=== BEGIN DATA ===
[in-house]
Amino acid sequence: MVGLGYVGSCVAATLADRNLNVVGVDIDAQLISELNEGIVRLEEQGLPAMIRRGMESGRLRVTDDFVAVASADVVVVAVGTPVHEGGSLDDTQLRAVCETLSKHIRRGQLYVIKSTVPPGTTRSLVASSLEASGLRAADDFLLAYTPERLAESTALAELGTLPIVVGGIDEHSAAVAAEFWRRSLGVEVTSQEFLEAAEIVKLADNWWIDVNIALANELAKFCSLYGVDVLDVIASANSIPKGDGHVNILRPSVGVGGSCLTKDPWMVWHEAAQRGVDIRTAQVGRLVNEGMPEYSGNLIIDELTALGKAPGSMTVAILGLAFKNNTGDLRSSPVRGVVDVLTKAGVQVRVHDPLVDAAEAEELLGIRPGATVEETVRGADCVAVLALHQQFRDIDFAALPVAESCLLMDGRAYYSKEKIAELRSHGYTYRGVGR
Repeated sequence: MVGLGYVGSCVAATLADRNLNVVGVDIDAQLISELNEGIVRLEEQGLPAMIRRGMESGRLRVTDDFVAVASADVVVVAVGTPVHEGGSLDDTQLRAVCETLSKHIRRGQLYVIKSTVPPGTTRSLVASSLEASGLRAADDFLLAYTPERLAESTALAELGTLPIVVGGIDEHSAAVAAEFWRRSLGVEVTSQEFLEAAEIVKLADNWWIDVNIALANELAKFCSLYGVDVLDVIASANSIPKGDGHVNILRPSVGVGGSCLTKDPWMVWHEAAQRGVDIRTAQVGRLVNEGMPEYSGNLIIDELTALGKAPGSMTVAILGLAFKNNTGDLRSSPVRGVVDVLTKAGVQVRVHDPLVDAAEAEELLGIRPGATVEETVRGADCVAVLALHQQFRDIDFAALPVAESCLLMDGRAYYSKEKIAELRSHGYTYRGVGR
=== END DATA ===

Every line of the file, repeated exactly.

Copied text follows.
[in-house]
Amino acid sequence: MVGLGYVGSCVAATLADRNLNVVGVDIDAQLISELNEGIVRLEEQGLPAMIRRGMESGRLRVTDDFVAVASADVVVVAVGTPVHEGGSLDDTQLRAVCETLSKHIRRGQLYVIKSTVPPGTTRSLVASSLEASGLRAADDFLLAYTPERLAESTALAELGTLPIVVGGIDEHSAAVAAEFWRRSLGVEVTSQEFLEAAEIVKLADNWWIDVNIALANELAKFCSLYGVDVLDVIASANSIPKGDGHVNILRPSVGVGGSCLTKDPWMVWHEAAQRGVDIRTAQVGRLVNEGMPEYSGNLIIDELTALGKAPGSMTVAILGLAFKNNTGDLRSSPVRGVVDVLTKAGVQVRVHDPLVDAAEAEELLGIRPGATVEETVRGADCVAVLALHQQFRDIDFAALPVAESCLLMDGRAYYSKEKIAELRSHGYTYRGVGR
Repeated sequence: MVGLGYVGSCVAATLADRNLNVVGVDIDAQLISELNEGIVRLEEQGLPAMIRRGMESGRLRVTDDFVAVASADVVVVAVGTPVHEGGSLDDTQLRAVCETLSKHIRRGQLYVIKSTVPPGTTRSLVASSLEASGLRAADDFLLAYTPERLAESTALAELGTLPIVVGGIDEHSAAVAAEFWRRSLGVEVTSQEFLEAAEIVKLADNWWIDVNIALANELAKFCSLYGVDVLDVIASANSIPKGDGHVNILRPSVGVGGSCLTKDPWMVWHEAAQRGVDIRTAQVGRLVNEGMPEYSGNLIIDELTALGKAPGSMTVAILGLAFKNNTGDLRSSPVRGVVDVLTKAGVQVRVHDPLVDAAEAEELLGIRPGATVEETVRGADCVAVLALHQQFRDIDFAALPVAESCLLMDGRAYYSKEKIAELRSHGYTYRGVGR